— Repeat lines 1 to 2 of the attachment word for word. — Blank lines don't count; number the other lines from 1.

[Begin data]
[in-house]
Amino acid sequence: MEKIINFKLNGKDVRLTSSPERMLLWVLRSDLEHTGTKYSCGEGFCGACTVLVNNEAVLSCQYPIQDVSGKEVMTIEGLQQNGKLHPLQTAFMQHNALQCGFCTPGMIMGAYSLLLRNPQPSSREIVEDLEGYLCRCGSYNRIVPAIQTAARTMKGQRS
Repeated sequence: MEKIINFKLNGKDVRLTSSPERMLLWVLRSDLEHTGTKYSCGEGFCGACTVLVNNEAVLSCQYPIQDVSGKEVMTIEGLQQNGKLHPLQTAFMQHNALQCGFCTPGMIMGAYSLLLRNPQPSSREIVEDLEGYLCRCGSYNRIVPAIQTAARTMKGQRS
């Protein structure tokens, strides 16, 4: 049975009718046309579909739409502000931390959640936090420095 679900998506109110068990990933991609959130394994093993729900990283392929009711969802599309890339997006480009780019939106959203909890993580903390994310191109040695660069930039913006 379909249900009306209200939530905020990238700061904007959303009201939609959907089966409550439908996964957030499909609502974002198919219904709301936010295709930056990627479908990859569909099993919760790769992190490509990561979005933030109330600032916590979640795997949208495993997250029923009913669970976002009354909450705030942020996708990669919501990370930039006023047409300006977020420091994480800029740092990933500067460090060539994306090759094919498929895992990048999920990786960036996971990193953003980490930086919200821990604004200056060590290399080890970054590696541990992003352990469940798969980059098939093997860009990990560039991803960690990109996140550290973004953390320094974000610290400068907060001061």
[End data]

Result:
[in-house]
Amino acid sequence: MEKIINFKLNGKDVRLTSSPERMLLWVLRSDLEHTGTKYSCGEGFCGACTVLVNNEAVLSCQYPIQDVSGKEVMTIEGLQQNGKLHPLQTAFMQHNALQCGFCTPGMIMGAYSLLLRNPQPSSREIVEDLEGYLCRCGSYNRIVPAIQTAARTMKGQRS